Archive for November 4th, 2010
Say you’re designing a combat system for a role-playing game. Let me ask you this: is it something that causes complication, fallout, consequences, or anything else that needs to be addressed after the battle?
If not, why not?
One of the reasons people criticize D&D, either earlier editions or 4/e, for being a combat & minis skirmish game is because it feels, to them, like the fighting and the story are independent. When you have a combat, there is nothing independent of success/failure that feed regularly back into the story (by design, not an oversight). Now, you can bind the two by using the GM as the glue, and that’s the general argument against the criticism.
But that’s about a game already designed (and designed well). If that interconnection between lengthy, exchange-based combat scenes and the story afterward are desired by you, the designer, then you can do that. And that means you need to look beyond just success/failure as the outcomes of your fights.
And I’m not talking about the “I need healing” sort of consequence, unless you somehow make that really interesting.
The first example I saw of this was in Truth & Justice (using PDQ). The first time you took a ht in a fight, whatever Quality you took it to would generate a Story Hook for the GM to work in after the fight. And since you got to define your own Qualities (which also act as your hit points or armor), you were declaring what was interesting as a story. The iconic T&J example is to say that Spider-Man has a Good Quality “Mary Jane.” When fighting with the Green Goblin, he takes a hit, and applies that hit to Mary Jane so that his “High-Flying Acrobatics” Quality isn’t hindered. The GM will complicate Spidey’s life soon involving Mary Jane.
Dogs in the Vineyard is the go-to example here, where, when you see to See someone else’s Raise, and you need more than two dice to do it, you take Fallout at the end of that fight/verbal exchange/whatever. Because of dice tactics and because Fallout is also the mechanic for advancement, you’re encouraged at times to take Fallout. At the end of the exchange, you roll the Fallout and apply the changes to your character.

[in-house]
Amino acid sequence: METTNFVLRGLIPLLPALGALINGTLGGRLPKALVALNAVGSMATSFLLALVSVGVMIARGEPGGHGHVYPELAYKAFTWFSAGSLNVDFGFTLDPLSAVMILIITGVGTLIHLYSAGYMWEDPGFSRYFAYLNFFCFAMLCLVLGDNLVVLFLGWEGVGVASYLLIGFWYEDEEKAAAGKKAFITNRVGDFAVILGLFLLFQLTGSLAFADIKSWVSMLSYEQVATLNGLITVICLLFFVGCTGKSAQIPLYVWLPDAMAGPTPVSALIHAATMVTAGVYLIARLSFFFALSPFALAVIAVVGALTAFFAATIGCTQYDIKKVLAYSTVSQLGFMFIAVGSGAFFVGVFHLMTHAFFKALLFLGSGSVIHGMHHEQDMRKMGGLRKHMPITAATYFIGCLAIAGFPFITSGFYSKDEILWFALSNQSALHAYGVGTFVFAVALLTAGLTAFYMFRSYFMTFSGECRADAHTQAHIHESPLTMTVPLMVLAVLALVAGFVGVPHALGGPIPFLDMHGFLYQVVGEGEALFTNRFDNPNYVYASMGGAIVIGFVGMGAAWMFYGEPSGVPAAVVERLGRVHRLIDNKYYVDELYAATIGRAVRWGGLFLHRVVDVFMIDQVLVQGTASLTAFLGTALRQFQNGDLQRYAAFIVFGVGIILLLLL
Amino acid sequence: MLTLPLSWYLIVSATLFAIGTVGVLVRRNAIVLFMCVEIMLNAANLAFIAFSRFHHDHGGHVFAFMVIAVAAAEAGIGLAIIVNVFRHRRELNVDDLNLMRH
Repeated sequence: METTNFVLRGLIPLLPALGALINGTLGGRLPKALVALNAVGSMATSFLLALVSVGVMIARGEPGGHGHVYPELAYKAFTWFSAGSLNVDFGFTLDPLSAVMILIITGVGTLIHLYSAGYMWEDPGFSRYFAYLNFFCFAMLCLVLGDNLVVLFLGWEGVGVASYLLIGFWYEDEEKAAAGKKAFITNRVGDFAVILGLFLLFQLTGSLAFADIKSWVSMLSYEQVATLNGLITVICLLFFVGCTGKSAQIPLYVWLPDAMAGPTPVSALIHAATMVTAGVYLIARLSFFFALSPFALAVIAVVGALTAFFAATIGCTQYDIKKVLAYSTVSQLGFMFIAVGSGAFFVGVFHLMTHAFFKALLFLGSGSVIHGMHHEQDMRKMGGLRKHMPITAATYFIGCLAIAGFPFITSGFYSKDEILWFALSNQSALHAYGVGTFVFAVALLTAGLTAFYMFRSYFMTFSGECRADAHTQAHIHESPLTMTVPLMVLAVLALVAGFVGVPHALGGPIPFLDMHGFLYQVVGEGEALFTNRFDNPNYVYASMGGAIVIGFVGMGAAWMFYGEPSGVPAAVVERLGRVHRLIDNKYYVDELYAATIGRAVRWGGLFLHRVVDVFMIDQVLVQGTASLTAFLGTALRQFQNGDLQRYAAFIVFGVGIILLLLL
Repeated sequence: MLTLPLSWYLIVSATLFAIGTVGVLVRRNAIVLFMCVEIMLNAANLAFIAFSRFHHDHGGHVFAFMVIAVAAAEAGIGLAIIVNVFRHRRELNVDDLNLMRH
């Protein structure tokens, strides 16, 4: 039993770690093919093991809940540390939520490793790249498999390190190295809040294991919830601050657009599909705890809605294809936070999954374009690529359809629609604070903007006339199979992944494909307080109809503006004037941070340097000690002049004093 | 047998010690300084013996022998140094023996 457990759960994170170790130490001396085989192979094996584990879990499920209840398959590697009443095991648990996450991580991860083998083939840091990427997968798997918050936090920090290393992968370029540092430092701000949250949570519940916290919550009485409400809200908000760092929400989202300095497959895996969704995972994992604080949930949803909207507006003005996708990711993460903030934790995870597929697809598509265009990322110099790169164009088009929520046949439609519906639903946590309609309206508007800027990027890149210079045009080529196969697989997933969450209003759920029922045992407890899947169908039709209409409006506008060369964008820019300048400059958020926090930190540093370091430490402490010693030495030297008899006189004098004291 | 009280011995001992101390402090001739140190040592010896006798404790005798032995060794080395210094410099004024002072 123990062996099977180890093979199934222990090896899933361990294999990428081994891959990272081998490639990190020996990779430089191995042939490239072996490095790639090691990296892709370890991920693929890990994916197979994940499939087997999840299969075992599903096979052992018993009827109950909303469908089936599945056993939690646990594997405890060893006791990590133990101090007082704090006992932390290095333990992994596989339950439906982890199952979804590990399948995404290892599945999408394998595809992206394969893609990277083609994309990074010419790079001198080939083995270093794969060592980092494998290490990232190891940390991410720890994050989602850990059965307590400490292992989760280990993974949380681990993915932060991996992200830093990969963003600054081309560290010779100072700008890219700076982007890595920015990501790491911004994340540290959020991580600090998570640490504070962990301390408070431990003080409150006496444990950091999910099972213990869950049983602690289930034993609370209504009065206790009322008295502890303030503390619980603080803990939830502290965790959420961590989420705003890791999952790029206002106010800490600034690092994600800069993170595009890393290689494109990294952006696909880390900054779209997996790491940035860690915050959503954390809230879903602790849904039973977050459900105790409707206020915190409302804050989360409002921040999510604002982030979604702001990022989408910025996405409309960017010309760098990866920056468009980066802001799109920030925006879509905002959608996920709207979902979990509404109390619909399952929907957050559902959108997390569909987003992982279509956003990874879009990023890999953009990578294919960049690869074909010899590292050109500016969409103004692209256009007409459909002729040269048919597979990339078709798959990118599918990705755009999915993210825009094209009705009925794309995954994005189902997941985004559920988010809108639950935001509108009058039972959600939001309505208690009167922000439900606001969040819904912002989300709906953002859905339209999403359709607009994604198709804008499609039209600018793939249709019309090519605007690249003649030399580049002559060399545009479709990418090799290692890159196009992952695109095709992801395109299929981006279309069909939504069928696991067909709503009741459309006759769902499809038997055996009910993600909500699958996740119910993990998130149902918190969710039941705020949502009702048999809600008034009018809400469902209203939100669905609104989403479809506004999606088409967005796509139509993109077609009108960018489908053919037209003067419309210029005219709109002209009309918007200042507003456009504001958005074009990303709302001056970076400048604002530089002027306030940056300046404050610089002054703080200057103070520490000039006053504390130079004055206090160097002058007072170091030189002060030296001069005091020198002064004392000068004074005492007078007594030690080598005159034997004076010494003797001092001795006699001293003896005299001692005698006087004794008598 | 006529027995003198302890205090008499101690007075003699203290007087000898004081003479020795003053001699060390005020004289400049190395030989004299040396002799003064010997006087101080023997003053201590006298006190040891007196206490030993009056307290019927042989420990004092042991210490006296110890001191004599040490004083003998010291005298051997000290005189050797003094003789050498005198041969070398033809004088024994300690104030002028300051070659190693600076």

Fate uses a two-step process. Combat often drains Fate points when players invoke aspects to get better rolls. Then Fate points are regained through compelling aspects. So what is created in combat aren’t the consequences themselves, but the need to accept future consequences for currency.
There are other games that do, though there’s also been a trend of doing away with exchange-based conflicts over the last few years. You have things inspired by Otherkind dice that promote consequences independent of success/failure.
I’ve been thinking about this since having coffee with Sean Nitter of Narrative Control. We talked very briefly about Mythender, and he said why that sort of game wouldn’t interest him. He would rather spend his time playing games not doing a combat encounter, whereas I find the story in a fight worth exploring.
I later thought about why I do, and I realized that it’s because of two things: One, I like action movies, so heroes showing they’re bad ass are awesome. Two, I like seeing the fallout or consequences of those action scenes.
Point two should happen more often. Here are some questions to ask yourself when designing a combat system:
- Is there something you can point to that says “this creates a consequence”?
- How would interesting consequences (beyond “I need a medic”) manifest on a character?
- …on the world?
- Can you incentivize consequences?
- Can you create positive changes or assets as a result of a fight?
Are there other questions we could be asking?
 Since I have had fun with it as a stand-alone skirmish game and as a game with a story weaved through it, I’ll happily say: I don’t care about the argument.
 Which is the intent in Mythender. “Healing” is what you do if you try to get a mortal to sympathize with you, since the game is about mythic natures and not flesh wounds.